Mouth problems will make it hard to eat, drink , and smile. Our mouth is one of the most important parts of our body.
Mouth Problems: Cold Sores
Also called fever blisters, are a top mouth problem and can be triggered by fevers. The virus that causes cold sores is usually passed via a kiss, shared utensils, or other close contact. Creams and ointments may initially help reduce discomfort and speed up healing, but frequent sores may also require antibiotics. Other mouth illnesses include canker sores, bad breath, and mouth cancer.
Caused by candida yeast, thrush is most common in senior citizens and babies. A weakened immune system, antibiotics, corticosteroids, and diabetes, can spur candida to grow quickly. Wiping away the patches will cause soreness. Call your doctor for treatment.
Black Hairy Tongue
This painless condition occurs when the little bumps on your tongue grow long and trap bacteria that live in your mouth — making the tongue look black and hairy. Causes can include antibiotic use, poor oral hygiene, smoking, drinking a lot of tea or coffee, and not producing enough saliva. Brushing the tongue and using a tongue scraper is usually all you need to treat it, though sometimes medication is necessary.
The cause of these small, painful blisters inside your mouth is unknown. Triggers include hypersensitivity, infection, hormones, stress, and vitamin deficiency. Also called aphthous ulcers, canker sores can show up on the tongue, cheek, and even gums. They usually last a week or two. Persistent, severe canker sores can be treated with numbing creams, prescription drugs, or dental lasers.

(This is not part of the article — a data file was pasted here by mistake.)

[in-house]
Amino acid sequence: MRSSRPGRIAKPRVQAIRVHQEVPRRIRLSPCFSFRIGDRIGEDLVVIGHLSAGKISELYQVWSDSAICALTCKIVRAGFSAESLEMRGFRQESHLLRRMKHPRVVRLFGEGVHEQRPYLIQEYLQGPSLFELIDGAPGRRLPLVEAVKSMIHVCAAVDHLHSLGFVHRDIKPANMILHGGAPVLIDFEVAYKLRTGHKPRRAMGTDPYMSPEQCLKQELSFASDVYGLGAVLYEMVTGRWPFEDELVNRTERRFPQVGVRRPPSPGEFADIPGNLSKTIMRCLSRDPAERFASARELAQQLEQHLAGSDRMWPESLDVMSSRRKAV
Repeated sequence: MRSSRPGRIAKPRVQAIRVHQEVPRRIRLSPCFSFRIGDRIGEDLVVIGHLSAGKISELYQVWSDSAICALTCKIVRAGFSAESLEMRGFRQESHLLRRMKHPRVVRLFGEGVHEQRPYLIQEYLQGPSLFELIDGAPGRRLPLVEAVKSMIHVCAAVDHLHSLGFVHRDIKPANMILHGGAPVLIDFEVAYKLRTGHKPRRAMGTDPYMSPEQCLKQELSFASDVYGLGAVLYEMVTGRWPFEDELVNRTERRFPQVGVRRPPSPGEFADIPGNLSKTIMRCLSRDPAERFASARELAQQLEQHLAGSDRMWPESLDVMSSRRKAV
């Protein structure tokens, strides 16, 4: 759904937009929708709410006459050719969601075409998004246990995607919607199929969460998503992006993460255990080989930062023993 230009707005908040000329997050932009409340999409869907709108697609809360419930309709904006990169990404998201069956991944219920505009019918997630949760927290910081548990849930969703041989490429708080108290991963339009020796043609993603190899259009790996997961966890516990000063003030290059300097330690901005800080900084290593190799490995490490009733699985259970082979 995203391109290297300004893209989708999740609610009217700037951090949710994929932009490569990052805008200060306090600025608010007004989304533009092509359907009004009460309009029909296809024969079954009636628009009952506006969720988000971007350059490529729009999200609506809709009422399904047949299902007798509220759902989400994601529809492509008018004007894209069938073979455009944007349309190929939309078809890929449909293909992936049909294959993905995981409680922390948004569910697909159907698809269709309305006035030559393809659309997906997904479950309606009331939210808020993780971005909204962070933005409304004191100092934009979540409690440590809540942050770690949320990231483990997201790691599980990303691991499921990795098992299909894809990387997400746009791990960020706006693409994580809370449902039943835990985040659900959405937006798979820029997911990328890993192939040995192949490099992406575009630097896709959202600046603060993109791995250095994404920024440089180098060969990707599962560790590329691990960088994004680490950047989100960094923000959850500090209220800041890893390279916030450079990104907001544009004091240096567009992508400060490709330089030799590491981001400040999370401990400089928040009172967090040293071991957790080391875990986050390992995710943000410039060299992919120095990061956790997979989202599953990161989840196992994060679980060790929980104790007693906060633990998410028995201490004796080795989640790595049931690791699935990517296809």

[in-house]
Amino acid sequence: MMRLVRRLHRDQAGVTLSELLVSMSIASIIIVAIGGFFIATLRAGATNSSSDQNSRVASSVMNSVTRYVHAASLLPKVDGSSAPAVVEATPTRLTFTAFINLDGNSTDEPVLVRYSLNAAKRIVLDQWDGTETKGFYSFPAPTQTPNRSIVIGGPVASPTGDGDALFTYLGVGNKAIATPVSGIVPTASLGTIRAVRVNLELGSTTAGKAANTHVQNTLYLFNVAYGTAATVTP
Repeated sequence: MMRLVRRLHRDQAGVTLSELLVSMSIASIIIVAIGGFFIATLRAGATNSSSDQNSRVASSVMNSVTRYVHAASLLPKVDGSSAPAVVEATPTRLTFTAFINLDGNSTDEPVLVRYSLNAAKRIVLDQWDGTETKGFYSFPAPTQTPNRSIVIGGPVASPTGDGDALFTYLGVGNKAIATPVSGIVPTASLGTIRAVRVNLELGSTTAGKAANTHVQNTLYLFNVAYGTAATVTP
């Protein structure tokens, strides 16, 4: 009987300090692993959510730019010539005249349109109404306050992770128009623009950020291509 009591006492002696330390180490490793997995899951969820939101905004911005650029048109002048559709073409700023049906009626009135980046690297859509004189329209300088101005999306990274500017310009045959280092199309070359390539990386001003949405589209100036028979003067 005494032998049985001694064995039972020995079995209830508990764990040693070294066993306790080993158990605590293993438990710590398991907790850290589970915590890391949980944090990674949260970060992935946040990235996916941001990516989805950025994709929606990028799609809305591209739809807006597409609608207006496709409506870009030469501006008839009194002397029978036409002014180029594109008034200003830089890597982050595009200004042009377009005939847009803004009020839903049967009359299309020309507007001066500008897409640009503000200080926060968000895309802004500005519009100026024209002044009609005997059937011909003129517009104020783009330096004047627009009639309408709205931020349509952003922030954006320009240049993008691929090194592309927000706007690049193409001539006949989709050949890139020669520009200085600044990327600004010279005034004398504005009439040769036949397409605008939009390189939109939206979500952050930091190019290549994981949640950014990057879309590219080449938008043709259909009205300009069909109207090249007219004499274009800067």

This is mouth sore that causes numbness in the face, mouth, or neck. Symptoms include chewing, speaking and swallowing. Furthermore, its causes can include smoking, smokeless tobacco, drinking heavily, overexposure to the sun, and a family history of cancer. Oral cancer has also been linked to the human papillomavirus, or HPV. Oral cancer that is caught early is curable.
When periodontal (gum) disease develops, bacteria in plaque accumulate along the gum line. Gingivitis is the first stage of gum disease. Symptoms include red, puffy, and bleeding gums. Proper oral hygiene can help prevent periodontal disease. Smoking, poor diet, and stress will make it worse.
Mouth Problems: Periodontitis
The advanced stage of gum disease is periodontitis, or gum infection. Increased inflammation causes the gums to recede, forming pockets between the teeth and gums. These pockets trap tartar, plaque, and food debris that eventually lead to infection and abscesses. Periodontitis is one of the leading causes of tooth loss in adults. Seek treatment.
Mouth Problems: Cavities, Abscesses, Discoloration
Flossing, brushing, and rinsing daily and regular dental checkups help prevent problems like cavities, abscesses, and tooth discoloration. Don’t mess around with a severe toothache. Dental infections can spread to the face, skull, and even to the bloodstream. See your dentist as soon as possible if your tooth aches or if you have a fever, earache, or pain when you open your mouth wide.
Unbrushed teeth have food particles around them that promote bacteria and cause bad breath. Persistent bad breath may be from continuous breathing through your mouth, dry mouth, tooth decay, or a sign of gum disease. Fight bad breath by brushing your teeth and tongue, flossing, and rinsing with an antiseptic mouthwash daily. Drink plenty of drinking water. See your dentist if bad breath persists.
Mouth problems can be avoided and controlled with correct oral hygiene and nutrition. Watch this very informative video on mouth problems: